“He’s got to get himself involved more – he’s not doing enough as it is.”
“You have to ask at what point do you drop him.”
Yes, indeed. At what point do you drop Harry Kane, the leading assister and goalscorer in the Premier League last season? It would have to take an awfully long drought for Gareth Southgate to even consider relegating his captain to the bench, right?
Thankfully, that is the England manager’s view, but that hasn’t stopped some in the media and plenty in the pubs – socially distanced, of course – from suggesting maybe it wasn’t going to be Kane’s tournament at Euro 2020.
Pragmatic if a little dour group stage displays against Croatia, Scotland and the Czech Republic were good enough to win the Three Lions their group – they scored just two goals but didn’t concede any, which is much better than scoring four and conceding three. Just ask France.
But there’s no doubting that seeing Kane in this role – less involved than at club level for Tottenham – has been tough at times, especially in the group stage.
Whereas there are few reliable creative alternatives to the England captain at Spurs, Southgate chose to lean on the likes of Mason Mount, Phil Foden and Raheem Sterling earlier in Euro 2020, each with varying levels of output. But with generally better playmakers around him and without a Son Heung-min to play balls in behind for, Kane has reverted back to the role England needed him to fulfil – the clinical striker.
That means his involvement in the team’s build-up play has dropped and more creative responsibility has been handed out elsewhere – you can see that by the amount of touches he’s had at Euro 2020 so far.
While he averaged 44.6 touches per game for Tottenham during the 2020/21 Premier League season, he’s had just 30.6 for England at the Euros. In the Germany and Ukraine games, he touched the ball 29 and 33 times respectively.
His shooting numbers are also down. One of the hallmarks of Kane’s game in north London is how he’ll take potshots from just about anywhere, especially early on in matches.
That’s reflected by the 3.9 shots he got away with Spurs in the league, as opposed to the two he’s managed on average at the Euros so far. He’s relied on as the player to make things happen for Tottenham, whereas England have a whole host of attacking stars who can relieve him of that burden – none more so thus far than Sterling, who is England’s joint leading goalscorer alongside with Kane with three goals. The strike partnership the pair have formed has been important to England’s generally positive record over the past few years, even if most can’t help but bring up that situation in the 2018 World Cup semi final whenever the two are mentioned in the same sentence. You know the one.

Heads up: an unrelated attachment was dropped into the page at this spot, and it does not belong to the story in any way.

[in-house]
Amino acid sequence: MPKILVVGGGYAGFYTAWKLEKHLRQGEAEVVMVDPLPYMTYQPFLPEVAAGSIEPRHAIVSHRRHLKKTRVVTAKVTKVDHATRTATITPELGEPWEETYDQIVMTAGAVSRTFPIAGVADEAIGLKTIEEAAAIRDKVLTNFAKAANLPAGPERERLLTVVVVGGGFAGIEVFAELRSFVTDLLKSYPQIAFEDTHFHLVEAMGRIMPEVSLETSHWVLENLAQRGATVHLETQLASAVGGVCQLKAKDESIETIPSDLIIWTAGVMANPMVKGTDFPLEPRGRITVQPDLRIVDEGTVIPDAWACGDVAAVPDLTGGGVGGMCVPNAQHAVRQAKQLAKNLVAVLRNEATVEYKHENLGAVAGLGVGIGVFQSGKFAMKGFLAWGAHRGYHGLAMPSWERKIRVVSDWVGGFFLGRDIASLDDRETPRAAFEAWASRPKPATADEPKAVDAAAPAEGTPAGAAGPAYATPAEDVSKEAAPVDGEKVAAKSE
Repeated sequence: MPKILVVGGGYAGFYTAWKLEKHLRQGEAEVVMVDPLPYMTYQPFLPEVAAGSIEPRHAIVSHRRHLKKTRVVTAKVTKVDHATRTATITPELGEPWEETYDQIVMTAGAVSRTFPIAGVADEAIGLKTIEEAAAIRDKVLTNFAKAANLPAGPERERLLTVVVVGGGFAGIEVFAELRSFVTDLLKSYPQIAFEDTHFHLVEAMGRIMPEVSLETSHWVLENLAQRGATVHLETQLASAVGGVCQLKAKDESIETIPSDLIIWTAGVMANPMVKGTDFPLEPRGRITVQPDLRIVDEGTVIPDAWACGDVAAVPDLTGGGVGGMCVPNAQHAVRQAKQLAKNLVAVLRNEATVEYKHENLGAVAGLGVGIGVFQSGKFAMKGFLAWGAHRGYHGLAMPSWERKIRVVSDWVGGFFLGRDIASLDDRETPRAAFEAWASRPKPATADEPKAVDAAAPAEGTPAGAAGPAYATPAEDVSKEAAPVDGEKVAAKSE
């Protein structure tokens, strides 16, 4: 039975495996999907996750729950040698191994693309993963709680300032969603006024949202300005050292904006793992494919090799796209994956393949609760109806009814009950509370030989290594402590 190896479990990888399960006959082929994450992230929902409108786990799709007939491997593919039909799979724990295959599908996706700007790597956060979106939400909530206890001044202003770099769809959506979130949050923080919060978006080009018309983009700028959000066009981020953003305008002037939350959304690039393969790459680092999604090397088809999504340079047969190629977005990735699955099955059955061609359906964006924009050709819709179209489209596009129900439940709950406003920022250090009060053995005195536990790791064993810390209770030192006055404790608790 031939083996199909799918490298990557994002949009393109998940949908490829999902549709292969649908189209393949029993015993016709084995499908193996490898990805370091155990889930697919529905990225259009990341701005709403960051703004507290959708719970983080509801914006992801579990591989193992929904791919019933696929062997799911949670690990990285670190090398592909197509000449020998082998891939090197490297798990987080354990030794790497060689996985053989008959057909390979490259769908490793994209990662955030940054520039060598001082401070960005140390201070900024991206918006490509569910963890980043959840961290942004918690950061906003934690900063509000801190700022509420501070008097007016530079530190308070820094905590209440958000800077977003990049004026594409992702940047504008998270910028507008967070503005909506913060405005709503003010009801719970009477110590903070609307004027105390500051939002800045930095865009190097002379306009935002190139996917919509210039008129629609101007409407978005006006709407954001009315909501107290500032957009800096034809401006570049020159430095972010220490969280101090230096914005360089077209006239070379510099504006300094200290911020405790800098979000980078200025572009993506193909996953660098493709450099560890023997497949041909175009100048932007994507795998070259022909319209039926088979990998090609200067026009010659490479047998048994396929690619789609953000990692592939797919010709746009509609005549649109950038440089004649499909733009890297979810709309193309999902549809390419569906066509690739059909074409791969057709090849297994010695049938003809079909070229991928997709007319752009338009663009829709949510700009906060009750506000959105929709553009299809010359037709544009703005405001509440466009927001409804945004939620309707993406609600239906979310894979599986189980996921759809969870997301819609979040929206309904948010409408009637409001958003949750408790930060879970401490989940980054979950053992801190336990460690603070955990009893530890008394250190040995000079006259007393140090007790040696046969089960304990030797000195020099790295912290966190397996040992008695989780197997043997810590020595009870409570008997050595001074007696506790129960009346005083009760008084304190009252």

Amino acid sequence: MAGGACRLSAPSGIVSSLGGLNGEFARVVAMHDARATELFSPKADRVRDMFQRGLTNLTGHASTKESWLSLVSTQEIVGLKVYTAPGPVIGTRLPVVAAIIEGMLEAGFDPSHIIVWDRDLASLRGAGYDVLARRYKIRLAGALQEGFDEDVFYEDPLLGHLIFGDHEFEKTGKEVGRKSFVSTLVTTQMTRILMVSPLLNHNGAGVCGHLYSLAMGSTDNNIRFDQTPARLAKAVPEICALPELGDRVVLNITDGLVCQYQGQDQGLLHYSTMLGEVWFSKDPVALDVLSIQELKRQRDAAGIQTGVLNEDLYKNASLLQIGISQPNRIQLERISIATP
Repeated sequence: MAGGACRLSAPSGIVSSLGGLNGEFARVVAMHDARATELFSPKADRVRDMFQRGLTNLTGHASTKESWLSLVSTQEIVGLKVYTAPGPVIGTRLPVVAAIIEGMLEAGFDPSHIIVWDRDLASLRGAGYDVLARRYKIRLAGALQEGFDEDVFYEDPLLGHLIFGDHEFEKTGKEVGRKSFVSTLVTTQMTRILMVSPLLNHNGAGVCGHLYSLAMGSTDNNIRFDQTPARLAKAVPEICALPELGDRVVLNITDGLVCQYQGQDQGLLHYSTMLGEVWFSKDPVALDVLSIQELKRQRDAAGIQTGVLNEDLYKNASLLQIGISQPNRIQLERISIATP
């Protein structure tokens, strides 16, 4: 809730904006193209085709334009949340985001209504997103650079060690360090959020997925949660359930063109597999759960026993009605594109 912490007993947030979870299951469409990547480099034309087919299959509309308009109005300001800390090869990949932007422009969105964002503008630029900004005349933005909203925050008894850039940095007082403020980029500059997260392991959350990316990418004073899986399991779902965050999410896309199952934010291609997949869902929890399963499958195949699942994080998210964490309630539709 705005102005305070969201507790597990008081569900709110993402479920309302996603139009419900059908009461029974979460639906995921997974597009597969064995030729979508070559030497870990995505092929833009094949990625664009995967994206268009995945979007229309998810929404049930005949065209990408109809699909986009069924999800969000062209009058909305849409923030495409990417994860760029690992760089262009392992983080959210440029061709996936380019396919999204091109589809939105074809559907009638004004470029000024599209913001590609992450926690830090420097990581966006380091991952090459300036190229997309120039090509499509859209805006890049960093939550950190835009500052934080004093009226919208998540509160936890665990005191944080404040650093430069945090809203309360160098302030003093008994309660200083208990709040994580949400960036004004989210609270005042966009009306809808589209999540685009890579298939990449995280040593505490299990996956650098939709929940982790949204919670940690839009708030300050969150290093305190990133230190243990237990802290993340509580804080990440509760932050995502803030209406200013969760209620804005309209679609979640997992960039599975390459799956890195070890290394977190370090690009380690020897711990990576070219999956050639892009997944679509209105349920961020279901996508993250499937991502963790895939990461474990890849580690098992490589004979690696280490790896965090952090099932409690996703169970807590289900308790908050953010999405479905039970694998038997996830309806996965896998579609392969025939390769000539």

The understanding was certainly on full display against Ukraine, when Sterling cut inside while under pressure and played the perfect ball through to Kane to finish in composed fashion.
And when England needed a third to wrap that game up, Kane duly obliged, tucking home Luke Shaw’s cross.
With a maximum of two games left, England likely won’t end Euro 2020 as the tournament’s top scorers, They’ve got eight so far, five behind Spain and four behind Italy, who have already reached Sunday’s final.
But that needn’t matter. Being the top scorers at a tournament doesn’t necessarily correlate with winning the thing.
In 2016, Portugal grinded their way to the trophy scoring nine goals, equal with Belgium and behind Wales and France. 2004 saw Greece shut teams out in the knockout stages, not conceding any having let in four during the group stage.
That, in a nutshell, is how tournament football can work. It’s not always the swashbuckling sides with attacking flair coming out of their ears that are stood on the podium with the trophy aloft as fireworks obliterate the night sky. It’s not always the top goalscorer who has the largest grin after the final. Sometimes, it’s Pepe and Jose Fonte.
Kane is playing the perfect role for England right now. It’s helping to keep him fresh and is bringing the best out of those around him. With goals against Germany and Ukraine, he is peaking at exactly the right time ahead of the semi final against Denmark on Wednesday night.
If England do make it out of that fixture against the Danes to set up a final with Italy, Kane will have played a large role. Just maybe not the role he’s so readily associated with.